Bill Maher's "New Rules" takes on Sarah Palin, Michelle Bachmann and Rick Perry
That's what America needs, "a president who's not really sold on the whole 'United States' concept." Warning: Maher doesn't pull punches and uses salty language . . . the Perry segment is last in the line up

Wayne Christian's Texas Legislative Update: June 16, 2011
A one-cent increase in the sales tax would more than replace the $19 billion in property taxes that fund public education

Sunday, June 19, 2011

Bending and hiding the truth is a Perry art form

Rick Perry is a hypocrite when he preaches against federal government involvement and then in the name of his elite supporters, drives to give the State more power in the daily lives of Texans

| By Jonathan Martin

NEW ORLEANS, Sunday June 19, 2011Rick Perry’s closest political adviser said Saturday that the Texas governor is “50-50” about whether to run for the White House. That was before Perry brought down the house here with a rousing speech at the Republican Leadership Conference. On the RLC’s final day, the governor got a rapturous response from over a thousand GOP activists, demonstrating why both donors and the party’s grassroots want to coax him into the still-unsettled primary.

New website has a fun interactive page listing some of the truths about Perry's Texas legacy.


Send your comments and news tips to, to Peter at or click on the "comments" at the end of the story

By Peter Stern
Guest Commentary

Question: What do you call an incumbent Governor who wins with a mere 39 percent of the total votes? Answer: Texas Governor Rick Perry.

So, why would Perry even consider a run for the presidency in 2012? The man is delusional. In his own words, he thinks he is “a prophet” doing God’s work. Perry has won an unprecedented 4th term as governor because the other Republican and Democratic candidates scare-off Texas voters even worse than Perry does.

Somehow Perry wrote a book against the Federal Government’s intrusion into State’s rights. However, Perry pushes for the State’s intrusion into the daily lives of Texans, as per his determination in approving the recent law to force all women who seek an abortion to first view a mandatory sonogram.

In 2007, by employing executive order and bypassing the legislature entirely, Perry ordered STD vaccinations to prevent cervical cancer for ALL young girls and then demanded that Medicaid pays for it.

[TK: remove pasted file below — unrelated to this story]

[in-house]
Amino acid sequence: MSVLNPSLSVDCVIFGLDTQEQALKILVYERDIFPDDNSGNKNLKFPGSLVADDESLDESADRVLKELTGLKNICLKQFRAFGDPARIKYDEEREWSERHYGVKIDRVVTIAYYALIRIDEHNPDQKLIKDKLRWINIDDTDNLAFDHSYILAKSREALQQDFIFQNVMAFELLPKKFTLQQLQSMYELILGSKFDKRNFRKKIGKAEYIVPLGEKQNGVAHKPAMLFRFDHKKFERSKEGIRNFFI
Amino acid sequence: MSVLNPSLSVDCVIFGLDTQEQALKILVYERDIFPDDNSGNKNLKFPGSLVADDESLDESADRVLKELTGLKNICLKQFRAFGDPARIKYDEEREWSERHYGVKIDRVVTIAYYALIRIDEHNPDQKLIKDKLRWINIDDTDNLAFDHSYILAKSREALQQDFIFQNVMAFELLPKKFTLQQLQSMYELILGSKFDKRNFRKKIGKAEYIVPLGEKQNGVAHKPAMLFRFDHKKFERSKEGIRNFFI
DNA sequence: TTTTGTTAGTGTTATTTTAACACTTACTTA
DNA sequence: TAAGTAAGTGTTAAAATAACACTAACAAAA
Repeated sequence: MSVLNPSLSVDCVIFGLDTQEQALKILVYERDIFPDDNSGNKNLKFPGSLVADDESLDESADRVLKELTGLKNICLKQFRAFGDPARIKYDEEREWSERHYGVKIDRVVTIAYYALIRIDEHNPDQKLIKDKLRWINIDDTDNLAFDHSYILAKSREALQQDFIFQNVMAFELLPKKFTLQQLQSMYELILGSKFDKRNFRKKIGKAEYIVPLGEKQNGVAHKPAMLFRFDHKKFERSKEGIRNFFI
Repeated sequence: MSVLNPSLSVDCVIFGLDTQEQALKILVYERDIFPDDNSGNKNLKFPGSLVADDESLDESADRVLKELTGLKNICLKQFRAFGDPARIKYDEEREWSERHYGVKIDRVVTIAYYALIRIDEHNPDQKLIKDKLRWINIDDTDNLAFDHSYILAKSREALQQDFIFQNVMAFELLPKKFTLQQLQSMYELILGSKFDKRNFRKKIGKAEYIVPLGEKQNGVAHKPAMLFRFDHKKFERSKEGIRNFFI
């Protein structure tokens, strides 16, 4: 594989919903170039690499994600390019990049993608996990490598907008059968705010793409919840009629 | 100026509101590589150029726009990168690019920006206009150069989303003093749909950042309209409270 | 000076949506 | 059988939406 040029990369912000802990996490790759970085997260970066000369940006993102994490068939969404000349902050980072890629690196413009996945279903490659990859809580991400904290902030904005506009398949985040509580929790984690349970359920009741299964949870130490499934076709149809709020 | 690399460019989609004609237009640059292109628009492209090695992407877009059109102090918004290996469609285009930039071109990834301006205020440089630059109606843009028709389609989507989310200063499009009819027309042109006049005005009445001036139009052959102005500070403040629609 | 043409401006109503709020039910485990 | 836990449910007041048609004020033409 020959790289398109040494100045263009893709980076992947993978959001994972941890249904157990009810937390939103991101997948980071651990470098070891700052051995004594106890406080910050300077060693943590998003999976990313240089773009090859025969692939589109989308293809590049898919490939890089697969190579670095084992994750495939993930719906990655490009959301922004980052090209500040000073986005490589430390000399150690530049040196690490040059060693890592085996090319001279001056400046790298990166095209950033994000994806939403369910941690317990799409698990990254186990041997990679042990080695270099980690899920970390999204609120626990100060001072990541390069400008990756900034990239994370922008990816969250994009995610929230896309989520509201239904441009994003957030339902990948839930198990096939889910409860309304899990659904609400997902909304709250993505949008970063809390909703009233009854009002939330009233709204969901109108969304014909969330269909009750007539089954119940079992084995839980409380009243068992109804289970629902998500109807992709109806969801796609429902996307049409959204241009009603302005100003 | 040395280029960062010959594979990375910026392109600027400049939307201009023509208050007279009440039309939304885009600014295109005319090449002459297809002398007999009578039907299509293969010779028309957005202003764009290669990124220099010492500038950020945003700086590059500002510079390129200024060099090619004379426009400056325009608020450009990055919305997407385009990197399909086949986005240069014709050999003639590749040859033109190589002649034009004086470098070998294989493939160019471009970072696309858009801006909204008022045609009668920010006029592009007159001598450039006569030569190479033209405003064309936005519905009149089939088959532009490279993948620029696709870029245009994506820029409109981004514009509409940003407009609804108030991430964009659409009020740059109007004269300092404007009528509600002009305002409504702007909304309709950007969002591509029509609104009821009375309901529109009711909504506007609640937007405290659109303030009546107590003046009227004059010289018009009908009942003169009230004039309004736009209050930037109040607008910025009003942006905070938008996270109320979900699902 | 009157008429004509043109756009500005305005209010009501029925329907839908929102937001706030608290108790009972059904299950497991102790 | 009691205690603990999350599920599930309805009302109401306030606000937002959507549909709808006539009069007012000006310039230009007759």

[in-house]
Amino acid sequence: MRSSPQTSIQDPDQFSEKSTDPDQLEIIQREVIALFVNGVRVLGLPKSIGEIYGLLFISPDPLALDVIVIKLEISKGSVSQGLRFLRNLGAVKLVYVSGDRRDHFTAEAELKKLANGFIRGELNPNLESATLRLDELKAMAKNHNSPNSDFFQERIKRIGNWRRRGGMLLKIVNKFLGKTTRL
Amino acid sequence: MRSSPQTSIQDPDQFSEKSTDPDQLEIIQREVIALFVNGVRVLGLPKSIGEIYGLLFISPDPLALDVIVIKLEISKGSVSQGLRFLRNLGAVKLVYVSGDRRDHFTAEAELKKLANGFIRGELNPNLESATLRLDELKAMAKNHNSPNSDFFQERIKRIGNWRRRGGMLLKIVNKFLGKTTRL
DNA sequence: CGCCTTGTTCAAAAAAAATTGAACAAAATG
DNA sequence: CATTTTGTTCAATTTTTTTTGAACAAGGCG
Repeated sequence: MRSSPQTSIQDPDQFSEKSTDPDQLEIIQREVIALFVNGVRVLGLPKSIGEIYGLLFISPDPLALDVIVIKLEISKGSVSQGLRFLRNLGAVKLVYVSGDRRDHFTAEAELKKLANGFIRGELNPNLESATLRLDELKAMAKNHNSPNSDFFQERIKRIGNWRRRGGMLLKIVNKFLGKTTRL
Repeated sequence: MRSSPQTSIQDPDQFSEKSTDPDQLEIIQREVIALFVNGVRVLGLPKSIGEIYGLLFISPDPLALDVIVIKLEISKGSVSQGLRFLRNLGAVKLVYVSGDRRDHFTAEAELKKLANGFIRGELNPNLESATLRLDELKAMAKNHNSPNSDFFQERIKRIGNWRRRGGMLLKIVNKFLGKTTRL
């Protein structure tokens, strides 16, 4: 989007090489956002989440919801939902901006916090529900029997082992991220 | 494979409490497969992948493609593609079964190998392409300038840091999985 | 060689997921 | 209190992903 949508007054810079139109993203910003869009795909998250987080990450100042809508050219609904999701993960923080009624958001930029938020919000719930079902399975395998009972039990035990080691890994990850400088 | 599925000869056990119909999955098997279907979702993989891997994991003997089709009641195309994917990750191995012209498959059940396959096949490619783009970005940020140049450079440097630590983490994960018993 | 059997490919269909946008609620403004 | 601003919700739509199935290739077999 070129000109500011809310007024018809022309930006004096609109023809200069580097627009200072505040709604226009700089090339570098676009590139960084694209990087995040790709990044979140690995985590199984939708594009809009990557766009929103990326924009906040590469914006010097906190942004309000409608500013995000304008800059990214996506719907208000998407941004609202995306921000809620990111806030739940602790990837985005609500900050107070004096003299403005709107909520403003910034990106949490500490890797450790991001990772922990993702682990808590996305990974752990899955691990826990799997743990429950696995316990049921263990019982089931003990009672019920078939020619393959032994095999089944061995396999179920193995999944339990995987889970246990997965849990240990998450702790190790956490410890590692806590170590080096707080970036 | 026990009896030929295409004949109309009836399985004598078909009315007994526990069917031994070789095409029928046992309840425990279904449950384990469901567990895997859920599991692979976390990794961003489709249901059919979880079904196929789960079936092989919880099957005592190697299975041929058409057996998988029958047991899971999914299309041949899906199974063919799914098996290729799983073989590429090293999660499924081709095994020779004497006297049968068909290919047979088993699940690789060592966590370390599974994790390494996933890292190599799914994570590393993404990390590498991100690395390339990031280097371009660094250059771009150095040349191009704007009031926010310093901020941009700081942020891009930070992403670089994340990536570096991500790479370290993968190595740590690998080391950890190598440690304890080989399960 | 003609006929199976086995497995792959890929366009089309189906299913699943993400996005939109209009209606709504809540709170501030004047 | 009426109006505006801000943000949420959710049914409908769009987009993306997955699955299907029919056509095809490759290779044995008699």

The human papillomavirus (HPV) vaccine is manufactured by Merck & Company, which supports Perry and has contributed large amounts of campaign contributions into Texas politics. According to a February 03, 2007 article by the Associated Press:
"Merck is bankrolling efforts to pass state laws across the country mandating Gardasil for girls as young as 11 or 12. It doubled its lobbying budget in Texas and has funneled money through Women in Government, an advocacy group made up of female state legislators around the country."
In addition, Merck lobbyist Mike Toomey, is a former Perry Chief of Staff. Perry’s current Chief of Staff’s mother-in-law is GOP State Representative Dianne White Delisi who is a state director of Women in Government. Perry’s special interest ties are well-known to watchful Texans.

Consequently, Rick Perry is a hypocrite when he preaches against federal government involvement and then in the name of his elite supporters, drives to give the State more power in the daily lives of Texans.

During the past 11 years as Governor of Texas, Perry has strengthened his core of special interests and he feels he can do no wrong. One of his inner core special interests is the Religious Right who shares Perry’s religious convictions against abortion.

One thing U.S. taxpayers do NOT need is another special interest driven Presidential candidate who will make his wealthy special interest supporters richer. Republican and Democratic voters should look past the Perry hype and see the man for what he is: Another bought, special interest driven Texas politician who cares little about resolving the urgent issues and instead caters to the greed and desires of an elitist constituency.